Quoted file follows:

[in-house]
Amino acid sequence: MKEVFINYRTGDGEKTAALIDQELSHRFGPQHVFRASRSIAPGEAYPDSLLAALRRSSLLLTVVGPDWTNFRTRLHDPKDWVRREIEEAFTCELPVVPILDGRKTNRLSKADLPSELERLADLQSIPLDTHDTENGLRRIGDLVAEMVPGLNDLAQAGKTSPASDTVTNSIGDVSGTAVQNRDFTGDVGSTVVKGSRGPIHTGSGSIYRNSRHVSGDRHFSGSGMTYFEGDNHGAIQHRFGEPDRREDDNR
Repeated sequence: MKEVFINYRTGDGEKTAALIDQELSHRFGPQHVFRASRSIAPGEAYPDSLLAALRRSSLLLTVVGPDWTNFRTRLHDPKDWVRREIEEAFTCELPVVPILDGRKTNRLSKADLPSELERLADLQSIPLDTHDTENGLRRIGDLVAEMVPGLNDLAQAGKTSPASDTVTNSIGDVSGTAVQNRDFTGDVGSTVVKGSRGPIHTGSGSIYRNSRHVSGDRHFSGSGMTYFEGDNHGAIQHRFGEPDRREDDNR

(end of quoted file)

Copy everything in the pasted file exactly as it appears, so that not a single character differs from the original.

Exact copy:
[in-house]
Amino acid sequence: MKEVFINYRTGDGEKTAALIDQELSHRFGPQHVFRASRSIAPGEAYPDSLLAALRRSSLLLTVVGPDWTNFRTRLHDPKDWVRREIEEAFTCELPVVPILDGRKTNRLSKADLPSELERLADLQSIPLDTHDTENGLRRIGDLVAEMVPGLNDLAQAGKTSPASDTVTNSIGDVSGTAVQNRDFTGDVGSTVVKGSRGPIHTGSGSIYRNSRHVSGDRHFSGSGMTYFEGDNHGAIQHRFGEPDRREDDNR
Repeated sequence: MKEVFINYRTGDGEKTAALIDQELSHRFGPQHVFRASRSIAPGEAYPDSLLAALRRSSLLLTVVGPDWTNFRTRLHDPKDWVRREIEEAFTCELPVVPILDGRKTNRLSKADLPSELERLADLQSIPLDTHDTENGLRRIGDLVAEMVPGLNDLAQAGKTSPASDTVTNSIGDVSGTAVQNRDFTGDVGSTVVKGSRGPIHTGSGSIYRNSRHVSGDRHFSGSGMTYFEGDNHGAIQHRFGEPDRREDDNR